Outstanding article and social analysis Elisabeth, and kudos to AOA for giving you the platform on which to share. The perspective of someone who has been there is generally much more insightful and interesting to read than something written from the third person view.

I would love to see AOA do a follow-on style series of posts from local residents of other local school districts.

great article and some sound views. good job

ahs '92

that's so cool that Betty Draper went to Albany High.

@Ike Yes, my husband and I own a home in Albany and have no plans to leave as of yet.

I second jalarson- well done, Elizabeth.

class of '94

Far from a mean grinder- I quite enjoyed my time as a Falcon and would send my kids there. Great article, Bea!

@Ike - I'm interested in what you mean when you refer to the "public school meat grinder." Correct me if I'm mistaken, but I think I might be picking up some...unsavory feelings about where public education is taking our students, and I'd be interested in hearing your opinion.

Meanwhile, I love the article, and I'm a fan of anyone who stands up to defend the unique educational atmosphere of the city school district. There are so many things going on both inside and outside of the curriculum within urban settings that encourage students to see the world maybe not as it always is but as it always should be: diverse, multicultural, dynamic, and full of the human experience. Thanks for putting a positive spin on something that we are all to often ready to dismiss as beyond repair.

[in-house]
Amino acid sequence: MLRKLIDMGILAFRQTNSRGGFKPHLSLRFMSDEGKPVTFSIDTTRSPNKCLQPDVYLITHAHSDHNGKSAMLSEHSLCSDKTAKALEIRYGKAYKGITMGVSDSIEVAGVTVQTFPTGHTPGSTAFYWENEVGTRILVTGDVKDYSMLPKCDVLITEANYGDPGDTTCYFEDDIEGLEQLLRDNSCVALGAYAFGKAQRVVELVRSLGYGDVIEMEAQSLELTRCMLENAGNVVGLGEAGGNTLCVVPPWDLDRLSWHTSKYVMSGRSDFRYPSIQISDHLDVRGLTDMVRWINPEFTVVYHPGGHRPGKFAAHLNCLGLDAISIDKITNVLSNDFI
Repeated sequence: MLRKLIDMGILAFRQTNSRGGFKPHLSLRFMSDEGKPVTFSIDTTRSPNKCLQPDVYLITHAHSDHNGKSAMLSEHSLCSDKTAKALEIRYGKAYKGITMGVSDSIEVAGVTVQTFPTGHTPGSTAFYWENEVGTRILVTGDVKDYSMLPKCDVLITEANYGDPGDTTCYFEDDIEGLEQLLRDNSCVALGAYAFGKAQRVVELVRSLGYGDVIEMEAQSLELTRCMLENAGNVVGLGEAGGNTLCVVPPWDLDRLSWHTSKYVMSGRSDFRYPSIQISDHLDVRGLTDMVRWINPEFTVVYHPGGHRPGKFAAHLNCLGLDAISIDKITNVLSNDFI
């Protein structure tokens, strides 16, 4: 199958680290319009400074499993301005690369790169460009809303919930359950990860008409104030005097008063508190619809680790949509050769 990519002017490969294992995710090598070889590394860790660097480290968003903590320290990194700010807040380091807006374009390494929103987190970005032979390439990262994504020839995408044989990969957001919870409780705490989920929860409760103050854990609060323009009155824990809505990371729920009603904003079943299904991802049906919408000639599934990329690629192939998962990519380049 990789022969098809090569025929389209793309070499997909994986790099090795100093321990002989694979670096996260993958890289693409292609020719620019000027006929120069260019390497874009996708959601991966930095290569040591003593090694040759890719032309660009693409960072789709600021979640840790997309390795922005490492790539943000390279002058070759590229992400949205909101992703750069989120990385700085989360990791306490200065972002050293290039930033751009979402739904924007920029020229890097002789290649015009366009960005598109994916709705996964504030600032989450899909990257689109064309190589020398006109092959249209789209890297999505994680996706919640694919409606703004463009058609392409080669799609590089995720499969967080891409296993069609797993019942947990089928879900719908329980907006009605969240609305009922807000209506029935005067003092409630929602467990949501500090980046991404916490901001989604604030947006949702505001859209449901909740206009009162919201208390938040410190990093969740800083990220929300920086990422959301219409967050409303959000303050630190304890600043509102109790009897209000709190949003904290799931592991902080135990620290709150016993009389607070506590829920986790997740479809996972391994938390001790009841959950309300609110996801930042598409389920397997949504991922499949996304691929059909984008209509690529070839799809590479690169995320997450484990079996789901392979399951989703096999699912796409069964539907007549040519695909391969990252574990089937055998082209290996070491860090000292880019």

I went to School 19 and then my family fled to the suburbs pre-Hackett.

The Albany City schools are not *one* of the reasons I don't currently live in the city, they are pretty much *the* reason I don't live in the city. I am not sending my kids to Public school, and I have never been a fan of the private school scene around here. Don't know what we could do to improve the situation...


Thanks for an informative article. I am also an Albany High Grad and just thinking about how this school is perceived just makes my gut turn. For one, I can't tell you how many times I've heard the comment "Oh... YOU went to Albany High?" or "But you turned out OK." As to say I'm an exception to the rule, and the rule is somehow OK for people!? Albany, like many other urban public schools, is exactly what you make of it. Kids who are driven will achieve. I know of at least 10 kids i went to school with that are now lawyers, doctors, scientists, etc. Not to say career success is the only measure of a quality education - just about of my AHS friends are happy, well adjusted, regular people. Who are also sick of hearing "YOU went to AHS?" As if they should be ashamed.

Did I know kids who didn't carve out a great life for themselves? YUP. Do I know as many 'losers' that had the "luxury" of private school or suburban school? YUP.

It's a sad fact: latchkey kids have the short end of the stick right of the bat. Many of these kids have trouble at home, a behavioral or psychological issue, chemical addiction, or grow up in an abusive home. As minors they have very little choice. There are also a high number of achievers at AHS. Kids doing great things, going places, working hard. The school is a microcosm of real life.